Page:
G-d responds by explaining to Moses that the people must purify themselves! The process of redemption is apparently going to be a lengthy one, fraught with trial and error, a historical process of education which is predicated upon a partnership between G-d and Israel. G-d will not deal with us directly; for Him to do so would mean immediate reward and punishment, which would more likely result in immediate destruction following a national transgression. G-d will operate through intermediaries: people who will lead, and a Torah which will give direction. There is a special relationship between G-d and Israel, there is an ultimate promise of redemption, but G-d’s face will be hidden behind the curtains of the stage of world history and the Israelites must learn to assume responsibility for the world.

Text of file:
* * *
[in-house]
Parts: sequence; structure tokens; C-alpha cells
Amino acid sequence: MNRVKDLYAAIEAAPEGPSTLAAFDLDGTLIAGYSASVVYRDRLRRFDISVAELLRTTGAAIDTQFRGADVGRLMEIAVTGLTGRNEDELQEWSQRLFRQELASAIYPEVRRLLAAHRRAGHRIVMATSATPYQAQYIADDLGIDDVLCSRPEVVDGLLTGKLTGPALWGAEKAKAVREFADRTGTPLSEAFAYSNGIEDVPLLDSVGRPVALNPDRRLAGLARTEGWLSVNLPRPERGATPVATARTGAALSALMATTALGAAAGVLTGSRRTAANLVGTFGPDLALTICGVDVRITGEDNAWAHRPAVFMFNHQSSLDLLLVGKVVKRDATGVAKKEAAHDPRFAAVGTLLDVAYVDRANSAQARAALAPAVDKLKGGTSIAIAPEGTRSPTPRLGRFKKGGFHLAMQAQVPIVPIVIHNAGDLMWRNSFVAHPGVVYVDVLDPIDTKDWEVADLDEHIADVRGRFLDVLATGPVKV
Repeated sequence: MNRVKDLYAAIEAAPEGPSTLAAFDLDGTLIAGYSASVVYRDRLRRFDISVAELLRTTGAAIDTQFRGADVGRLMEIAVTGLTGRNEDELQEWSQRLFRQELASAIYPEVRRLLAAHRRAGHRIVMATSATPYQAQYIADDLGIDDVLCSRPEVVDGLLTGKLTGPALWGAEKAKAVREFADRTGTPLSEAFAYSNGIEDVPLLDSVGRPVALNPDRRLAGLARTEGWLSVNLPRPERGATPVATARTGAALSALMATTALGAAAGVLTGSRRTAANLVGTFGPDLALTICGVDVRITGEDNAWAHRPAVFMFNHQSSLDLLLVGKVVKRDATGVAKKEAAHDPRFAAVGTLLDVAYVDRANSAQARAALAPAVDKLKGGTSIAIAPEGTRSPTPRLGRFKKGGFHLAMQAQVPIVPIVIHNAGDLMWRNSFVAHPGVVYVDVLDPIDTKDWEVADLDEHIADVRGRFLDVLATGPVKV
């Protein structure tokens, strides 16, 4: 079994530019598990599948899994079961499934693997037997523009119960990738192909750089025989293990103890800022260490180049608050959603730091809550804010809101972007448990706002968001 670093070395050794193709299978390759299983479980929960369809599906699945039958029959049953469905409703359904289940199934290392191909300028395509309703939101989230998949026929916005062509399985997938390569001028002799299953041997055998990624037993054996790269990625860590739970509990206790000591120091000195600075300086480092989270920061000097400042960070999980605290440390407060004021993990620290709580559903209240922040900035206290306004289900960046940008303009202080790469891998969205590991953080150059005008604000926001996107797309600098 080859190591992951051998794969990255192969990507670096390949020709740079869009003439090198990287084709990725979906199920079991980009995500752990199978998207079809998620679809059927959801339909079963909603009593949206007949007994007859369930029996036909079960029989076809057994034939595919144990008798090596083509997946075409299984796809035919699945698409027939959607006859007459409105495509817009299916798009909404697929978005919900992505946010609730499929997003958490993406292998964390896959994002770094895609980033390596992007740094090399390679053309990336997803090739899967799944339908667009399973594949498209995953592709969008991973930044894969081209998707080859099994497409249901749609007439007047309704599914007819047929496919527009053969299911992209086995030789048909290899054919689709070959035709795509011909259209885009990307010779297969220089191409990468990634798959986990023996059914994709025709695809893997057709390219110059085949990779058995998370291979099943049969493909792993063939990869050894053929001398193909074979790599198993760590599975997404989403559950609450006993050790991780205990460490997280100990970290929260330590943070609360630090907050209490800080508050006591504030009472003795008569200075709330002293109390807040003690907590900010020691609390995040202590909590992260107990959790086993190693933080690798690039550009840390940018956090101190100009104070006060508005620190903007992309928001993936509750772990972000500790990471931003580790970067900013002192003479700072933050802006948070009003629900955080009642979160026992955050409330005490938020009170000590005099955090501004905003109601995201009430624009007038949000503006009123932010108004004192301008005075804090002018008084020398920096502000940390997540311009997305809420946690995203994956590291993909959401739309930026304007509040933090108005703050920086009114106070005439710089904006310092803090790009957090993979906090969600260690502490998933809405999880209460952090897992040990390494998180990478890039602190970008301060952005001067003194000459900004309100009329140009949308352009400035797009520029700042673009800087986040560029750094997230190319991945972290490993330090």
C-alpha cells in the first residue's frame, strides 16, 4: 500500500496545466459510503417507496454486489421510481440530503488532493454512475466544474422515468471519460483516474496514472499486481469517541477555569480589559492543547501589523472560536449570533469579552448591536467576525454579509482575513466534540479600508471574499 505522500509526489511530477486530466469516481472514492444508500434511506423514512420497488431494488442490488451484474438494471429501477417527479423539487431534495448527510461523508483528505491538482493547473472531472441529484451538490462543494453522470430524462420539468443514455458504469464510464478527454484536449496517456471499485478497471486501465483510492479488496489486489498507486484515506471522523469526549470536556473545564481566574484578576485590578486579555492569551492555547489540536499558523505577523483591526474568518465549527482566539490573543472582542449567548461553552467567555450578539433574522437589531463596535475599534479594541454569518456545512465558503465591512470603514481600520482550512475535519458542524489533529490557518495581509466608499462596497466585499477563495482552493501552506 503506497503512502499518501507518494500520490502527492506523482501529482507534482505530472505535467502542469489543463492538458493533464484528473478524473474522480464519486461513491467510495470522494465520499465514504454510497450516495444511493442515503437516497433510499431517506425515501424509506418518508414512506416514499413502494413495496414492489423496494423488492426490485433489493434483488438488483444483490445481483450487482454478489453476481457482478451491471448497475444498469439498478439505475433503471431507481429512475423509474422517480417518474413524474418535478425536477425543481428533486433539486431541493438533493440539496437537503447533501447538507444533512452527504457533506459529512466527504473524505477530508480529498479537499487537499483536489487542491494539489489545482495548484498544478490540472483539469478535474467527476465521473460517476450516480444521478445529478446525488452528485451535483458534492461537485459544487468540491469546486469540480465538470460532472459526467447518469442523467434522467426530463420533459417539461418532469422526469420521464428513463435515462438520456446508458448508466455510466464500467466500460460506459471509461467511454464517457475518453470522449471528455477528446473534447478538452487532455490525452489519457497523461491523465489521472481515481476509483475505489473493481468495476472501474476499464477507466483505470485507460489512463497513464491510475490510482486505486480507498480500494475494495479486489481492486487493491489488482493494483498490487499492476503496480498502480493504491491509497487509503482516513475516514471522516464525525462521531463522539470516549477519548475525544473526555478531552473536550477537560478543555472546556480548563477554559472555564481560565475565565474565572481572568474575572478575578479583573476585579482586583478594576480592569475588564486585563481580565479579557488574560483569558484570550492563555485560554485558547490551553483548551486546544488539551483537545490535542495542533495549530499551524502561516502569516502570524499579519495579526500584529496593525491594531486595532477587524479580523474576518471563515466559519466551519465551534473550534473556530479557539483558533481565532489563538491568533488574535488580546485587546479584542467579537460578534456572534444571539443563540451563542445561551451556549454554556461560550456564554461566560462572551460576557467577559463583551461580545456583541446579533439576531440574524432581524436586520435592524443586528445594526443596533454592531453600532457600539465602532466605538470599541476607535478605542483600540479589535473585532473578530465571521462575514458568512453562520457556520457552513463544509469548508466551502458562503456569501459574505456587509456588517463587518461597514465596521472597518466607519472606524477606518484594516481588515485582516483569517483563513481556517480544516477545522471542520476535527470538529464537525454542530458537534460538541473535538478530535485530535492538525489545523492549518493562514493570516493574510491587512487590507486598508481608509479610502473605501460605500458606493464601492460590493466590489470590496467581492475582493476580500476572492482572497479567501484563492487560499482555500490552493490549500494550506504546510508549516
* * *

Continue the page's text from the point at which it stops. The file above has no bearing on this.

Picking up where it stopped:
And so G-d reveals His name: Y-HVH, the G-d of historic process, of future becoming; the G-d of patience and forgiveness, who has the cosmic time to wait for humanity to repent and for the world to ultimately redeem itself. (Exodus 34:6,7 and B.T. Yoma 69b) In the month of Sivan was the public Divine Revelation at Sinai, in the month of Tammuz (forty days later) the smashing of the Tablets, and on Yom Kippur (80 days later), the second Tablets and the new covenant based on Israel’s repentance. Israel must come of age by taking responsibility for their actions and for the world; G-d is hidden behind the curtains of the Holy of Holies in the Sanctuary - Temple. The mask, which covers Moses’ face when he descends from the mountain for the second time, reflects the mask which will hide the Almighty from directly guiding His people and His world. Neither Israel nor humanity are yet ready for such direct Divine intervention. The new paradigm for G-d-in-world is not to be the direct revelation at Sinai but is rather to be the Israelites’ repentance on Yom Kippur, or, - even more to the point- the masquerade of Purim, when G-d’s name is frontally absent from the Scroll of Esther (literally, hiddenness). The Israelites must now carry their new responsibility of Oral Law and human activity into their long march towards redemption!